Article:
In untreated syphilis, signs and symptoms range from inapparent to symptoms that indicate severe damage to one or more organ systems in the body including the brain and nervous system; heart and circulatory system; and destructive lesions (gummas) in the skin, bones, brain, or internal organs. Untreated syphilis during pregnancy can lead to miscarriage, stillbirth, and single or multiple organ system manifestations of illness that appear as the child grows. Syphilis can be cured at any stage of infection, but damage that has already occurred cannot be repaired.Top of Page

Will syphilis recur?
Having had syphilis does not protect a person from getting it again. Reinfection with Treponema pallidum, the bacteria that causes syphilis, can occur any time a person is re-exposed.Top of Page

What is the link between syphilis and HIV?
While the health problems caused by syphilis in adults and newborns are serious in their own right, it is now known that the genital sores or lesions caused by syphilis in adults also make it easier to transmit and acquire HIV infection sexually. There is a 2- to 5-fold increased risk of acquiring HIV infection when syphilis is present.Top of Page

How can people protect themselves against infection?
Two people who know that they are not infected and who have sex only with each other cannot contract syphilis. When someone's syphilis status is unknown, a good defense against becoming infected during sex is to use a latex condom before beginning sex and to keep it on until the penis is withdrawn. However, condoms do not provide complete protection because syphilis sores can sometimes be on areas not covered by a condom. This is equally important for other STDs, including HIV, as well. Only lab tests can confirm whether someone has syphilis. Because syphilis sores can be hidden in the vagina, rectum, or mouth, it may not be obvious that a sex partner has syphilis. Washing the genitals, urinating, or douching after sex does not prevent STDs, including syphilis. Any unusual discharge, sore, or rash, especially in the groin area, should be a signal to stop having sex and to see a doctor at once.Top of Page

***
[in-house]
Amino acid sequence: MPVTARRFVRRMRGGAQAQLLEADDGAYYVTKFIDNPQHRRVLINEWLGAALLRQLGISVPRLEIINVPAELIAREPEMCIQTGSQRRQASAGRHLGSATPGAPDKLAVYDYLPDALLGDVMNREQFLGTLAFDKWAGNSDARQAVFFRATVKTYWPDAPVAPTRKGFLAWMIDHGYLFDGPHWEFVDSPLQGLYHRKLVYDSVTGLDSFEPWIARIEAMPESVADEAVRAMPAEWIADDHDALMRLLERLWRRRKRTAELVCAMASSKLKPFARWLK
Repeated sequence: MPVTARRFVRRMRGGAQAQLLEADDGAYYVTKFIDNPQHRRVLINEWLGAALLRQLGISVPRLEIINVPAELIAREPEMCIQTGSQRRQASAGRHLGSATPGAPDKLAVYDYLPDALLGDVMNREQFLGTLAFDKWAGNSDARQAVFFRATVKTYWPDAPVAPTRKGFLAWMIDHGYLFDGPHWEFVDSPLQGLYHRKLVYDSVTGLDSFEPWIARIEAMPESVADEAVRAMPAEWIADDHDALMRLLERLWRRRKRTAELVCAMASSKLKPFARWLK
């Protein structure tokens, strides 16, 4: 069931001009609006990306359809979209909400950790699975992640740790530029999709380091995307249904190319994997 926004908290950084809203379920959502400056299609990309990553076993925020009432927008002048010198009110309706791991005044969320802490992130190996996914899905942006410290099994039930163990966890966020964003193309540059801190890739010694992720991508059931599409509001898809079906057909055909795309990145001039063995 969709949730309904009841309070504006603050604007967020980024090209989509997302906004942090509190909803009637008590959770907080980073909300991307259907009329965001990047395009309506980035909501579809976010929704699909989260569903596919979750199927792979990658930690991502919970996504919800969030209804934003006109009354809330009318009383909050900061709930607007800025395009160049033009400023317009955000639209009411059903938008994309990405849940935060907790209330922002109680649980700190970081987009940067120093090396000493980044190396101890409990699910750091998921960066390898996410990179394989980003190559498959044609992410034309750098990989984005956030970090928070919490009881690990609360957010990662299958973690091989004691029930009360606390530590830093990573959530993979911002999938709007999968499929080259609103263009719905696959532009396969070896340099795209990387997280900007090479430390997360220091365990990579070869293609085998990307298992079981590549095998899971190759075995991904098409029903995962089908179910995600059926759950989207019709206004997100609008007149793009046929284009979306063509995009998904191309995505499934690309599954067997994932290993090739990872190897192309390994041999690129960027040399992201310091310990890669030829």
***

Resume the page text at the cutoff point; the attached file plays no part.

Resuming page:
Sources:
CDC -DIVISION OF SEXUALLY TRANSMITTED DISEASES PREVENTION
Wisconsin Division of Public Health - Bureau of Communicable Diseases -Sexually Transmitted Disease Control Section

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Wisconsin HIV, STD, and Hepatitis C Information & Referral Center
hotline can provide information about STDs.
Please call us toll free in Wisconsin
1-800-334-2437

Or call CDC INFO at